The original cinema version played with a Category II rating but later Cat III rated video versions reinstated several moments of gore (the Mei Ah dvd incorrectly states that it's still Cat II). There's also evidence in the film of at least one deleted scene that involves Anthony Wong's Sam forced by Yam's Judge to bring the eyes of Jeff as evidence that he's killed him. Wong reportedly instead cuts out the eyes of one of the killed family members in the house where this all takes place. Him then exiting the house shows him grasping on something in his hands (a shot that's in the film) and what would've followed was Judge placing the eye balls in his mouth. It's not quite The Big Boss status on this lost scene but still...

In later years, an alternate soundtrack has turned up on Columbia Tri-Star's release and the UK Hong Kong Legends dvd. Most notably, much of Teddy Robin's score is gone in favour of even more tracks culled from Extreme's Pornograffitti album (outside of "Get The Funk Out" that plays over the opening credits on every version). Mei Ah presents the soundtrack many have listened to over the years but the debate goes on about the validity of the newly surfaced track. It's your choice.

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Full Strike (2015, Derek Kwok & Henri Wong)

After having fallen from grace, former badminton ace Ng Kau Chun (Josie Ho) thinks she sees an asteroid in the form of a shuttlecock, is chased by an alien but then stumbles onto a badminton club inhabited by a group of misfits. Well, former robbers actually (consisting of Ekin Cheng, Wilfred Lau, Edmond Leung and their drunken master played by Andrew Lam) who wants to do good. There is an upcoming tournament and these rookies are in need of getting in shape, physically and mentally. Directors Kwok and Wong are a bit too love with their perceived cleverness initially as dark and moody cinematography and style merges with the sports-movie scenario. Which leads to some of the droll comedy being obscured. But they do find a groove, even through broad characters like Ronald Cheng's, tons of cursing, puking and even arguing that this is a redemption story to care for. After shedding some quirks, it turns out Kwok and Wong are in tune and even in love with the sports-movie and its themes. So initially distant leads to a rather alive, loud, consciously overwrought and entertaining take on the material. And come on, who expected a Hong Kong badminton movie in this day and age? That alone merits a watch.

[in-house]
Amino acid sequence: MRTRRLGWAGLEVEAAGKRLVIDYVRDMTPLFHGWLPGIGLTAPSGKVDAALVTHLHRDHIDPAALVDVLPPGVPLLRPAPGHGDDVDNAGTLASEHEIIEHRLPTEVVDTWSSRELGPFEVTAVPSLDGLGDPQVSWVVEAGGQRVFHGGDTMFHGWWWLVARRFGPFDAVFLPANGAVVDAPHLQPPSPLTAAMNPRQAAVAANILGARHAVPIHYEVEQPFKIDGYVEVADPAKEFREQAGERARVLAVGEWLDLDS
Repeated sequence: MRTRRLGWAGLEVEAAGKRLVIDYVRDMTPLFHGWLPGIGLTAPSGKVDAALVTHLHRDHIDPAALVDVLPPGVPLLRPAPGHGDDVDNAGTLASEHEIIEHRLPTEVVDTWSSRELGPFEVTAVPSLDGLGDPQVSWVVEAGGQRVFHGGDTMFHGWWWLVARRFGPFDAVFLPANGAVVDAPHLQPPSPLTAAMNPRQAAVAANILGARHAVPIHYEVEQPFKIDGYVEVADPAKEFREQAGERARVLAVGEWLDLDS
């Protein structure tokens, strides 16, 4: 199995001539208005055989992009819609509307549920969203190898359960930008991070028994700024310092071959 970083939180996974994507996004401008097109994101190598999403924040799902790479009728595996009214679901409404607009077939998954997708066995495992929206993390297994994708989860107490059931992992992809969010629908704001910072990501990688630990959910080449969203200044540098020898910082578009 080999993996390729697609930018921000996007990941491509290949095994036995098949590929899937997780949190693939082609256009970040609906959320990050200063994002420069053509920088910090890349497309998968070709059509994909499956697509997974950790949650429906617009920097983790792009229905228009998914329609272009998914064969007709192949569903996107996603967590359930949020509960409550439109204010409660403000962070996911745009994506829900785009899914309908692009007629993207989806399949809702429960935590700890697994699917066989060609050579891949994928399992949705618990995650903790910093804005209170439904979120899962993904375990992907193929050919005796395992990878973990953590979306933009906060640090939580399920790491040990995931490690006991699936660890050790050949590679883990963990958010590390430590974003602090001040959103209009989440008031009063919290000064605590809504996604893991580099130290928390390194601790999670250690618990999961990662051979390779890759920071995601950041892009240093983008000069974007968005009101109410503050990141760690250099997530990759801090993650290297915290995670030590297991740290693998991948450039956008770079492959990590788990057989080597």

Funeral March (2001) Directed by: Joe Ma

Going into this with Dummy Mummy, Without A Baby fresh in my mind, I wasn't expecting anything anymore from something DIRECTED by Joe Ma. How wonderful it is to be wrong sometimes though. Funeral March is not a triumph that will stand next to similar works like Juliet In Love or C'est La Vie, Mon Cheri but it's a very solid romantic drama nonetheless. Charlene Choi plays a young woman diagnosed with cancer and she enlists funeral director Duan (Eason Chan). Along the way he gives her meaning and strength back to consider a possible life saving operation. Beautifully shot and scored (Ma sure likes to fill his films with wall to wall music), this is a work with unexpected subtlety. Eason and Charlene are good together in roles that requires more from them than just playing versions of themselves, like some pop stars do. If you've seen way too many movies, some of you will spot the plot twist before your normal moviegoer but it doesn't detract from what is a touching little drama.